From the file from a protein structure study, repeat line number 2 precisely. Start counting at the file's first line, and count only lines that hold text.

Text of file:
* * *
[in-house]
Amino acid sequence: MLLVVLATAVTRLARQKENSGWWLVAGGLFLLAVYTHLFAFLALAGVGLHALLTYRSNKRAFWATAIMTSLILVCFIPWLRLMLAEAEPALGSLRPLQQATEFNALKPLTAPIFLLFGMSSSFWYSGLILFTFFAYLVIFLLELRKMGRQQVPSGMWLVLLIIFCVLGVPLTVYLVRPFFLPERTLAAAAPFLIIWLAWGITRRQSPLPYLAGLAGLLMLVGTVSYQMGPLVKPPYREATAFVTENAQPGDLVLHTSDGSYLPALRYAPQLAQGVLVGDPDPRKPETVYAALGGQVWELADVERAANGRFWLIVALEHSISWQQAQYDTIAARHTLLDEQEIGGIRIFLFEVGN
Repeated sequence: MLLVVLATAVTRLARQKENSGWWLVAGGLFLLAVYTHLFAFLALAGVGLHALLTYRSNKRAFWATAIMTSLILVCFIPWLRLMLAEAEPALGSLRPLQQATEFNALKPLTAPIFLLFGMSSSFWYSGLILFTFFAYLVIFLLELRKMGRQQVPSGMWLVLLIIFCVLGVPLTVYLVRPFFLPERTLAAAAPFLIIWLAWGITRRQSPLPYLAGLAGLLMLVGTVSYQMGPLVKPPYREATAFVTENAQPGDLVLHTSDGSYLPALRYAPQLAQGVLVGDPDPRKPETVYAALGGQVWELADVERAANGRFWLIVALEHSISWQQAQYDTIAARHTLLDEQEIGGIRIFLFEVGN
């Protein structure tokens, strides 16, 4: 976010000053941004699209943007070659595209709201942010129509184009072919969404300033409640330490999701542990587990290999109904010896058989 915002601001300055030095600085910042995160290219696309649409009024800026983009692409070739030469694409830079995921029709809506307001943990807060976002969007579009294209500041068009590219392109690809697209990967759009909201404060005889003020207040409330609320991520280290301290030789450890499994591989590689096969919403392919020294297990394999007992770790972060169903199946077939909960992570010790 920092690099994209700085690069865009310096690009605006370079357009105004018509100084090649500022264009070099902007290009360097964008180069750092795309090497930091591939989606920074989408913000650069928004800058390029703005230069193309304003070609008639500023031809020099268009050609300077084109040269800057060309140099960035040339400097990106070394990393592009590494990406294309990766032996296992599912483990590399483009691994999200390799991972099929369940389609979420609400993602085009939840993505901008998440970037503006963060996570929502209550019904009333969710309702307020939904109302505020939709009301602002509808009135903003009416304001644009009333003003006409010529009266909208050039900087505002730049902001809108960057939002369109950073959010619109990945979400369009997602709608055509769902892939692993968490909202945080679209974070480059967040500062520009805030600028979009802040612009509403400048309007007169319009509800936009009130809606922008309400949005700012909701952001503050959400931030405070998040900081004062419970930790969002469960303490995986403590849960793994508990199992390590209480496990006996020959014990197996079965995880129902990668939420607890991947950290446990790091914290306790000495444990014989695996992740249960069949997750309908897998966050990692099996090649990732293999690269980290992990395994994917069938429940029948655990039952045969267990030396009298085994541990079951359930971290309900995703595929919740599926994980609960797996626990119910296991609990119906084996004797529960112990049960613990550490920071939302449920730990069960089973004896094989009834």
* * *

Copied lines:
Amino acid sequence: MLLVVLATAVTRLARQKENSGWWLVAGGLFLLAVYTHLFAFLALAGVGLHALLTYRSNKRAFWATAIMTSLILVCFIPWLRLMLAEAEPALGSLRPLQQATEFNALKPLTAPIFLLFGMSSSFWYSGLILFTFFAYLVIFLLELRKMGRQQVPSGMWLVLLIIFCVLGVPLTVYLVRPFFLPERTLAAAAPFLIIWLAWGITRRQSPLPYLAGLAGLLMLVGTVSYQMGPLVKPPYREATAFVTENAQPGDLVLHTSDGSYLPALRYAPQLAQGVLVGDPDPRKPETVYAALGGQVWELADVERAANGRFWLIVALEHSISWQQAQYDTIAARHTLLDEQEIGGIRIFLFEVGN